I’ll be picky when choosing gumbo for Willie Morris, author of My Dog Skip and former Harper’s editor, simply because he was a picky eater. This Mississippian didn’t write much about food. In fact, his son photographer David Rae Morris told authors Jack and Carolyn Fleming that Willie Morris was more interested in talking and socializing at the table than eating. That holds true in his books and essays. They’re about place and people.
Morris, who looked like a round-faced, good ol’ country boy, was a brilliant wit and thinker. A Rhodes Scholar, he never won a Pulitzer or Nobel, but held court in New York literary circles and encouraged authors the likes of Norman Mailer and William Styron.
In My Mississippi he lists his favorite restaurants around the state, including the now-shuttered Roundtable in Mendenhall, where diners sat family style around revolving tables and shared home cooking and conversation. After all, you can get to know someone with an opener as simple as “pass the butter beans.”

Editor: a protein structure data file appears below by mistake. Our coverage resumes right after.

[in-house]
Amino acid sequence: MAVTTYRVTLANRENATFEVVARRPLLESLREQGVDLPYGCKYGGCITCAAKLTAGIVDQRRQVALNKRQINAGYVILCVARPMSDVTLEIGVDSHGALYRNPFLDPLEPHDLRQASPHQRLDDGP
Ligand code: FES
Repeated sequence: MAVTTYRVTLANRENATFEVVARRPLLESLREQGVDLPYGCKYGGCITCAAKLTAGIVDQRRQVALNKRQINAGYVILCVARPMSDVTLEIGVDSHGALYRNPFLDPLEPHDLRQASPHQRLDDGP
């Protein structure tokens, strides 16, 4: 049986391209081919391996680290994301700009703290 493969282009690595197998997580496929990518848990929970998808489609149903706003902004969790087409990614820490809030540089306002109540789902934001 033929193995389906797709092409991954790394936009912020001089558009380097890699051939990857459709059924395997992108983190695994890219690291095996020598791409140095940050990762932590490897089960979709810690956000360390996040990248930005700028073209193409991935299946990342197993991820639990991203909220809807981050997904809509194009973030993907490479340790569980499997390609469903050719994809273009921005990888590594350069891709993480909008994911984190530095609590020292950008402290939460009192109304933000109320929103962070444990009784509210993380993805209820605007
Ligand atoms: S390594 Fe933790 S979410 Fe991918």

Willie Morris rarely cooked, except maybe his favorite recipe – John Birch Society Beans, which he described as causing a violent internal reaction. (That’s a 1960’s political joke). The recipe is featured in Great American Writers’ Cookbook published in Oxford, Mississippi, where Morris lived for a decade as writer-in-residence at Ole Miss.
Though Morris lived in Mississippi, Texas, California, New York and England, his ancestral soul was Mississippi. Two of his books in particular, North Toward Home and My Mississippi, capture the essence of the state. Both books evoke roots, remembrance, belonging in his own stories. When it comes to spinning tales like these, he said “Nostalgia is mere saccharin to the Southerner’s power of memory – for memory is everything.”
It stands to reason, he’ll want gumbo that reflects Mississippi. So I’ll share nostalgia with him over a bowl of my grandmother’s Kreole, Mississippi chicken gumbo – simple, easy to eat, with homemade filé and plenty of time to tell my stories from as far south as the Mississippi roads will take you.